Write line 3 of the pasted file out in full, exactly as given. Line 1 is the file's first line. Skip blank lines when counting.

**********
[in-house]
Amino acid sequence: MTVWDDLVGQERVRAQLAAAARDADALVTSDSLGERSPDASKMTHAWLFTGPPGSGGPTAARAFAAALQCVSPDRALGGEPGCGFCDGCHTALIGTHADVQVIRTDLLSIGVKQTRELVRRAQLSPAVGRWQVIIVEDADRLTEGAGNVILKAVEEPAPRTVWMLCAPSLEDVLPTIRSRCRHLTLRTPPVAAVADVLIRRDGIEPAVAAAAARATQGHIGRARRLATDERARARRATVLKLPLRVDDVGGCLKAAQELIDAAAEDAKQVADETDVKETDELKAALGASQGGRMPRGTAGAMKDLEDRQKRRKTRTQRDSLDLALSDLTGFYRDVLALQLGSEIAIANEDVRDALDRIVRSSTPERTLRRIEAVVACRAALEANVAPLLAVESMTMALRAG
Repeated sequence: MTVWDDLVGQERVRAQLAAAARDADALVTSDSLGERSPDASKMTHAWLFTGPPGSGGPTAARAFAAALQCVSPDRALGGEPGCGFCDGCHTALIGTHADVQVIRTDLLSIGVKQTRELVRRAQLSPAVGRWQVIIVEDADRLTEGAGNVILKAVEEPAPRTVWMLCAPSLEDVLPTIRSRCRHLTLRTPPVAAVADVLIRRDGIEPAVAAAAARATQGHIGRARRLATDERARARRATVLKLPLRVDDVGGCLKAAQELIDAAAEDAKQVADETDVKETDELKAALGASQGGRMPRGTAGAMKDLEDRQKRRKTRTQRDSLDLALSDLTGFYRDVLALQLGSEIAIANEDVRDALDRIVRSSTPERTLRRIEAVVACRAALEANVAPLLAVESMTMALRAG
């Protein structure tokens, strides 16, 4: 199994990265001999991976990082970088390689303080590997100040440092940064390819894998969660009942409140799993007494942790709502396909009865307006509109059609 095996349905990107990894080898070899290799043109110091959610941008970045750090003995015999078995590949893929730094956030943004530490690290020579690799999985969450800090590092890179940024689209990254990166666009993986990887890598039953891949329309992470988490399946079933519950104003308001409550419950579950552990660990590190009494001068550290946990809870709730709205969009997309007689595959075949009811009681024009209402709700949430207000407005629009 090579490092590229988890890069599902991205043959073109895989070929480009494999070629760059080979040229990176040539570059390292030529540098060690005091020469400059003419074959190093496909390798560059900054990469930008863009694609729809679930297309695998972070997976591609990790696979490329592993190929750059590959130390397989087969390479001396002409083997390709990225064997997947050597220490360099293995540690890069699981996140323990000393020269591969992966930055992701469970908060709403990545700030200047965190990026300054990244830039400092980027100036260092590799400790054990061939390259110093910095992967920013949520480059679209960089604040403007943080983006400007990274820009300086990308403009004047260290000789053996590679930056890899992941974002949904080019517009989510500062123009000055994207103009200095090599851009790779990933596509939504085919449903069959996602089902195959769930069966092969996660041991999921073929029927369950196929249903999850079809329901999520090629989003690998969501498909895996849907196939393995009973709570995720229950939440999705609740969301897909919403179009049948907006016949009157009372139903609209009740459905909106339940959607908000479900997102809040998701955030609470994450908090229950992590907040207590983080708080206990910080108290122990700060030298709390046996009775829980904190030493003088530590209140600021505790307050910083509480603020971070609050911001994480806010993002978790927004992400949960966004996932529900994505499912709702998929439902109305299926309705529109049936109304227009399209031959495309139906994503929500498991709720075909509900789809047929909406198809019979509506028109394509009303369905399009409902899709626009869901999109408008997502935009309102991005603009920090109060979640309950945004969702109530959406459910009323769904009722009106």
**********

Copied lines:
Repeated sequence: MTVWDDLVGQERVRAQLAAAARDADALVTSDSLGERSPDASKMTHAWLFTGPPGSGGPTAARAFAAALQCVSPDRALGGEPGCGFCDGCHTALIGTHADVQVIRTDLLSIGVKQTRELVRRAQLSPAVGRWQVIIVEDADRLTEGAGNVILKAVEEPAPRTVWMLCAPSLEDVLPTIRSRCRHLTLRTPPVAAVADVLIRRDGIEPAVAAAAARATQGHIGRARRLATDERARARRATVLKLPLRVDDVGGCLKAAQELIDAAAEDAKQVADETDVKETDELKAALGASQGGRMPRGTAGAMKDLEDRQKRRKTRTQRDSLDLALSDLTGFYRDVLALQLGSEIAIANEDVRDALDRIVRSSTPERTLRRIEAVVACRAALEANVAPLLAVESMTMALRAG